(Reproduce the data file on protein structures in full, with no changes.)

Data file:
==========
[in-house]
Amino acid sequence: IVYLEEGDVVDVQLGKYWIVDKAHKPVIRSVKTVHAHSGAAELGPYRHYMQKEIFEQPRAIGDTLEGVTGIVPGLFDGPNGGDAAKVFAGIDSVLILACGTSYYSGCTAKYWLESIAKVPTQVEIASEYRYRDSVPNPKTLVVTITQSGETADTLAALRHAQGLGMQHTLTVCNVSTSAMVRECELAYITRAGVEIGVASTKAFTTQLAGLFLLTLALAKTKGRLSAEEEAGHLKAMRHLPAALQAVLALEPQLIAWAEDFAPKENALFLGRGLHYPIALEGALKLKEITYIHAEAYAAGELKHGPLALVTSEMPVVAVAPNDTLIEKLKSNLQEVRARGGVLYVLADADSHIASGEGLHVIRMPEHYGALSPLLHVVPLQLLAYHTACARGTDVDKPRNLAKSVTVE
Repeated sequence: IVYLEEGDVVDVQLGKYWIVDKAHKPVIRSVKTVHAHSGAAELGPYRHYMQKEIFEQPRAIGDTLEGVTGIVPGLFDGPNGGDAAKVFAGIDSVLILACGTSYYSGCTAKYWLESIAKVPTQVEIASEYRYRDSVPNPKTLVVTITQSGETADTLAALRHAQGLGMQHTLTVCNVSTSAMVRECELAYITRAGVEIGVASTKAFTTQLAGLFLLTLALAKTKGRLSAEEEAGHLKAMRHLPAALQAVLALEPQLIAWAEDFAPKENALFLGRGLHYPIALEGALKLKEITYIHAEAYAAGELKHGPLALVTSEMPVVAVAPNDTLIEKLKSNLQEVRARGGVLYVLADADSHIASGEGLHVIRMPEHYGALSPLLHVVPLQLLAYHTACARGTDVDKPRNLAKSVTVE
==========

[in-house]
Amino acid sequence: IVYLEEGDVVDVQLGKYWIVDKAHKPVIRSVKTVHAHSGAAELGPYRHYMQKEIFEQPRAIGDTLEGVTGIVPGLFDGPNGGDAAKVFAGIDSVLILACGTSYYSGCTAKYWLESIAKVPTQVEIASEYRYRDSVPNPKTLVVTITQSGETADTLAALRHAQGLGMQHTLTVCNVSTSAMVRECELAYITRAGVEIGVASTKAFTTQLAGLFLLTLALAKTKGRLSAEEEAGHLKAMRHLPAALQAVLALEPQLIAWAEDFAPKENALFLGRGLHYPIALEGALKLKEITYIHAEAYAAGELKHGPLALVTSEMPVVAVAPNDTLIEKLKSNLQEVRARGGVLYVLADADSHIASGEGLHVIRMPEHYGALSPLLHVVPLQLLAYHTACARGTDVDKPRNLAKSVTVE
Repeated sequence: IVYLEEGDVVDVQLGKYWIVDKAHKPVIRSVKTVHAHSGAAELGPYRHYMQKEIFEQPRAIGDTLEGVTGIVPGLFDGPNGGDAAKVFAGIDSVLILACGTSYYSGCTAKYWLESIAKVPTQVEIASEYRYRDSVPNPKTLVVTITQSGETADTLAALRHAQGLGMQHTLTVCNVSTSAMVRECELAYITRAGVEIGVASTKAFTTQLAGLFLLTLALAKTKGRLSAEEEAGHLKAMRHLPAALQAVLALEPQLIAWAEDFAPKENALFLGRGLHYPIALEGALKLKEITYIHAEAYAAGELKHGPLALVTSEMPVVAVAPNDTLIEKLKSNLQEVRARGGVLYVLADADSHIASGEGLHVIRMPEHYGALSPLLHVVPLQLLAYHTACARGTDVDKPRNLAKSVTVE